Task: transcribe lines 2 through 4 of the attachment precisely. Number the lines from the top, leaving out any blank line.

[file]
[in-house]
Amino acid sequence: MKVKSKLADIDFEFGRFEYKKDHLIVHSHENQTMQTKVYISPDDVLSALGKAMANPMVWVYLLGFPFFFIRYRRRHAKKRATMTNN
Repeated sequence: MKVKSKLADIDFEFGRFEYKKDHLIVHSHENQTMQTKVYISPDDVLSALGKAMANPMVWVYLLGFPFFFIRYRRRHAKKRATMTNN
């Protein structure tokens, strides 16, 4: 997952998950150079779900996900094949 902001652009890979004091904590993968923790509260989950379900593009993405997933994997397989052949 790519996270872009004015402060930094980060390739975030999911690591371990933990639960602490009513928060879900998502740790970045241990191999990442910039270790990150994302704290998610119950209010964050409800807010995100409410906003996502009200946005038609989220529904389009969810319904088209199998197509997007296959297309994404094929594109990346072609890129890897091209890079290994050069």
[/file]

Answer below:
Amino acid sequence: MKVKSKLADIDFEFGRFEYKKDHLIVHSHENQTMQTKVYISPDDVLSALGKAMANPMVWVYLLGFPFFFIRYRRRHAKKRATMTNN
Repeated sequence: MKVKSKLADIDFEFGRFEYKKDHLIVHSHENQTMQTKVYISPDDVLSALGKAMANPMVWVYLLGFPFFFIRYRRRHAKKRATMTNN
């Protein structure tokens, strides 16, 4: 997952998950150079779900996900094949 902001652009890979004091904590993968923790509260989950379900593009993405997933994997397989052949 790519996270872009004015402060930094980060390739975030999911690591371990933990639960602490009513928060879900998502740790970045241990191999990442910039270790990150994302704290998610119950209010964050409800807010995100409410906003996502009200946005038609989220529904389009969810319904088209199998197509997007296959297309994404094929594109990346072609890129890897091209890079290994050069």